A retrofit of a green roof on operational railway at a small-scale trial complete with monitoring against a control area will allow us to evaluate the effectiveness of this system for an London Underground (LU) depot environment, and ascertain from the results if LU will benefit by a broader application.
Figure 1 Site plan
Depot roofs provide an ideal area for experimentation in environmental friendly engineering solutions providing opportunities to better manage drainage. Main characteristics of the development are:
type of structure (corrugated sheets on large spans, where the type of material and connections are vulnerable to weather elements ),
size (where the combination of their length and inclination to the down pipes is failing to meet the requirements for effective drainage during a storm event),
age (corrugated sheets have a short lifespan),
maintenance (maintenance on these extended areas are requiring a significant amount of annual expenditure)
A green roof will assist in alleviating the drainage problems by attenuating a large proportion of rainfall. This idea is also in accordance with the Mayor’s policy for SUDS.
Two adjacent biodiverse extensive green roofs types each 18.5m x 3.3m (total of 122m2) have been installed on a flat roof section at the eastern end of the Long Shed RD2. One section (South) has a drainage board with 65mm of extensive green roof substrate and the other section is using an experimental approach. Both roofs are vegetated with sedum cuttings and seeded/planted with annual and perennial wildflowers. The two sections are separated by a impermeable barrier to facilitate the measurement of run off. Total saturated loading is less than 100kg/m2 which should enable widespread retrofitting across various London Underground buildings.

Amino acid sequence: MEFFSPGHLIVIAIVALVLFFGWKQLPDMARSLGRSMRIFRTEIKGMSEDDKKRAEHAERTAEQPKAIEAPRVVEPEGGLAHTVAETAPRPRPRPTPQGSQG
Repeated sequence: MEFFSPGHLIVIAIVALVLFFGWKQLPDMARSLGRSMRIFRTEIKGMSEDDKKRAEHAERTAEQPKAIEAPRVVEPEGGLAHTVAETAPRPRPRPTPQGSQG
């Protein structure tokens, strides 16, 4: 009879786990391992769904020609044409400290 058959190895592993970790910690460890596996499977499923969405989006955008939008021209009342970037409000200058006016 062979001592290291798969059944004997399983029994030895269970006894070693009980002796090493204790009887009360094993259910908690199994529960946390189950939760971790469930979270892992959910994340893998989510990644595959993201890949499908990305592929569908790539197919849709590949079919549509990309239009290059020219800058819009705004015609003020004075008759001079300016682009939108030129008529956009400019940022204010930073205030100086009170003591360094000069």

The original concept to improve drainage in an operational area was driven by London Underground who engaged the Green Roof Consultancy to deliver the design and enlist University of East London to undertake monitoring. Monitoring devices have been installed in two down pipes of a green roof and two down pipes of a conventional control roof to measure the water attenuation.
The Greater London Authority (GLA) through Drain London scheme also support this trial project as they allow LU a small fund in order to monitor the drainage performance.
There are noticeable benefits in terms of biodiversity, with bumble bees and lady birds being observed as the roofs work as biodiversity bridges between green infrastructure for a number of insects and birds.
LU will examine the process of installation, maintenance and performance in an operational environment and the cost-benefit analysis in terms of waterproofing performance and drainage control for a larger scale application.
Other benefits include:
The longevity of the waterproofing layer and of the roof.
Improved working environment.
Improved air quality.
Enhanced biodiversity of the area.
Opportunity to understand the delivery process and identification of potential areas for improvement (and understanding and overcoming challenges and failures).
Retrofitting on operational railway had to follow the rigorous assurance and safety procedures of London Underground without any interruption of service. Logistics during installation and performance of the experimental approach were the important outcomes so far. Monitoring of water attenuation has not been completed.
Figure 2 Green roof in September 2012 Figure 3 Green roof in June 2013
London Underground Limited (MelinaKakouratou@tube.tfl.gov.uk)
Greater London Authority
|Consultant:||Green Roof Consultancy|
|Monitoring:||University of East London|